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Ralf Reski (born 18 November 1958 in Gelsenkirchen) is a German Professor of Plant Biotechnology and former Dean of the Faculty of Biology of the University of Freiburg.

Prof. Ralf Reski



Ralf Reski studied Biology, Chemistry and the Theory and Practice of Education at the Universities of Giessen and Hamburg. He was awarded his doctorate in Genetics in 1990 at the University of Hamburg and received his postdoctoral lecture qualification in Botany in 1994. From 1996 until 1999 he was a Heisenberg-Fellow of the German Research Foundation. After various offers from universities within Germany and abroad he was appointed Full Professor at the University of Freiburg and became Head of the newly established Department of Plant Biotechnology. Since 2001 he is Director Plant Biotechnology of the Centre for Applied Biosciences (ZAB). In 2004 he became a member of the International Moss Genome Consortium. He is Principal Investigator (PI) of the Spemann Graduate School of Biology and Medicine (SGBM) and the Centre for Biological Signalling Studies (bioss), both funded within the German Universities Excellence Initiative. Further, Reski is PI in the Freiburg Initiative for Systems Biology (FRISYS) funded by the Federal Ministry of Education and Research(BMBF).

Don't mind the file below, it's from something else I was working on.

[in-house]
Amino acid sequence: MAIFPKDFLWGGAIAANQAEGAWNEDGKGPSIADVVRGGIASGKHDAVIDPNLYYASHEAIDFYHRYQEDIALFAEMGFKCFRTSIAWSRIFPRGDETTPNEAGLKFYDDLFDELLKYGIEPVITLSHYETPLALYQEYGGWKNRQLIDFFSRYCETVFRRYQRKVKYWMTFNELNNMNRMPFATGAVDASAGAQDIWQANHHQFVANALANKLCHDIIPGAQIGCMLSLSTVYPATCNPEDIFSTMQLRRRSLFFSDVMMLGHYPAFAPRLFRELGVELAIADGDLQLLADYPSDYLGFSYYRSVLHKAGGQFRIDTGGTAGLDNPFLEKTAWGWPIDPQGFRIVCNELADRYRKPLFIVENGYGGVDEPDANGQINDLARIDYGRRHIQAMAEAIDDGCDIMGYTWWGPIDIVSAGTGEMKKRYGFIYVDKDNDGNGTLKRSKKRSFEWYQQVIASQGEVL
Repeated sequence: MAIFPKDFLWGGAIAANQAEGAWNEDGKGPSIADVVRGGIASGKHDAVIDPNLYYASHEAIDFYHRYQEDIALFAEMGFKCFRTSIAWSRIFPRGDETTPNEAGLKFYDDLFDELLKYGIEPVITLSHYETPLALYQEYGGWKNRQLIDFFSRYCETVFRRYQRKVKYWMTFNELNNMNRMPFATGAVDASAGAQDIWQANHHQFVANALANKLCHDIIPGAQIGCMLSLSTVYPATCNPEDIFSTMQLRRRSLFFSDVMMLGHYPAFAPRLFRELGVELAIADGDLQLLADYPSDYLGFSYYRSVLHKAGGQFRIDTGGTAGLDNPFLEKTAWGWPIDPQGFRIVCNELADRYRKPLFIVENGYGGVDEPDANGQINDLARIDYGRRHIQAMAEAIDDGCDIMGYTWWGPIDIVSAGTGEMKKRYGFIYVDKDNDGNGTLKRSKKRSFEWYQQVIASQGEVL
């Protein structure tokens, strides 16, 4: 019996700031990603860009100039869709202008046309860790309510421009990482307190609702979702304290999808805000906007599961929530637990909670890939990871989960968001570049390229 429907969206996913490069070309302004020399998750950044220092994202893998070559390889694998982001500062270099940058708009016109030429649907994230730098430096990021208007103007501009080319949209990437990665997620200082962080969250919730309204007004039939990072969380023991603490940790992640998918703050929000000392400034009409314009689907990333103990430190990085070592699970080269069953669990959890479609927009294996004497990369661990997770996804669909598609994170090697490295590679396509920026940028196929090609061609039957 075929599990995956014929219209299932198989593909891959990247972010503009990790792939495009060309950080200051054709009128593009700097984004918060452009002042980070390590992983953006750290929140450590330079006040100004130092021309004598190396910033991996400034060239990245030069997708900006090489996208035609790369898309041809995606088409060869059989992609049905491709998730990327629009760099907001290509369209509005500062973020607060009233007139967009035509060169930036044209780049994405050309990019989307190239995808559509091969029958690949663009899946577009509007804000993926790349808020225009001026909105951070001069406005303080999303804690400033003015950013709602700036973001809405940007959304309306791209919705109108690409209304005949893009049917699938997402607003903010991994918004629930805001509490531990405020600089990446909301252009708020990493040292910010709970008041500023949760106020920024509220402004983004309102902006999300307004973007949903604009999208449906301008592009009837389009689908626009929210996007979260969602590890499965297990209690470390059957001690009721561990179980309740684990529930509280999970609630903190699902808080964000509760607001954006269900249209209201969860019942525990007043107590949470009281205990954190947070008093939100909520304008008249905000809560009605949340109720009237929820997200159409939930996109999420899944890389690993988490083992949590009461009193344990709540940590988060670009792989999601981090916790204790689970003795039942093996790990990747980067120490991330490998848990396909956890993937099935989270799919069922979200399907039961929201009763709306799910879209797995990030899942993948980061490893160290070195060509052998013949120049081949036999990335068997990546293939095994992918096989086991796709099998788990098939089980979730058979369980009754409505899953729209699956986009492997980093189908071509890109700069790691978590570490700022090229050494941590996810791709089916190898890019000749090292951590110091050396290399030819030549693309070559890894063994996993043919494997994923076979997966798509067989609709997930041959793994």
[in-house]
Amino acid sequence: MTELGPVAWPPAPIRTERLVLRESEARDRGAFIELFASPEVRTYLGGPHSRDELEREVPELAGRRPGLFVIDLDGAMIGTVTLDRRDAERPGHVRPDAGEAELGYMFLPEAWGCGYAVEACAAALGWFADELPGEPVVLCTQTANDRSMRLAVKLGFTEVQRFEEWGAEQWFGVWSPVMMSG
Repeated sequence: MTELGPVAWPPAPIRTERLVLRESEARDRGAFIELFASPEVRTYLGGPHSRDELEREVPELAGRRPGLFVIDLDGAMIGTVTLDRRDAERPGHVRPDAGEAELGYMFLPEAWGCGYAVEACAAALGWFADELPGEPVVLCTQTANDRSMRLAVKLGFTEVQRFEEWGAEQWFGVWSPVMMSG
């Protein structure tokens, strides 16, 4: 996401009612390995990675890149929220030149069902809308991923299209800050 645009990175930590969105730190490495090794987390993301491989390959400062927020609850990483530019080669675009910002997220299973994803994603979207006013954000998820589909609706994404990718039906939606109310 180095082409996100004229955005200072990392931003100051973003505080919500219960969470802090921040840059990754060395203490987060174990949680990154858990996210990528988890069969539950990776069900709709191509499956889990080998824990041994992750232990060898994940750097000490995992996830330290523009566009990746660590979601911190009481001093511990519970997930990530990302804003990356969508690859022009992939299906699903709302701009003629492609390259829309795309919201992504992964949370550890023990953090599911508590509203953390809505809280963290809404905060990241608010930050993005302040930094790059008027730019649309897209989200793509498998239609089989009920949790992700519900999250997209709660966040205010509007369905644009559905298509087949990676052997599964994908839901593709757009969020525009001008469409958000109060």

Ralf Reski is a member of the Supervisory Board of BioPro GmbH since 2003, an enterprise of the federal state of Baden-Württemberg. In 2009 he was asked by the State Minister for Finance Willi Stächele to stay on the Supervisory Board for a second term of office. In 2007 Günther Oettinger, State Premier of Baden-Württemberg, asked Reski to join the newly instated Innovation Think-Tank of the state of Baden-Württemberg. In March 2008 Reski was voted President of the Deutsches Nationalkomitee Biologie (DNK), which is the German National Committee of the IUBS and IUMS within the International Council for Science (ICSU).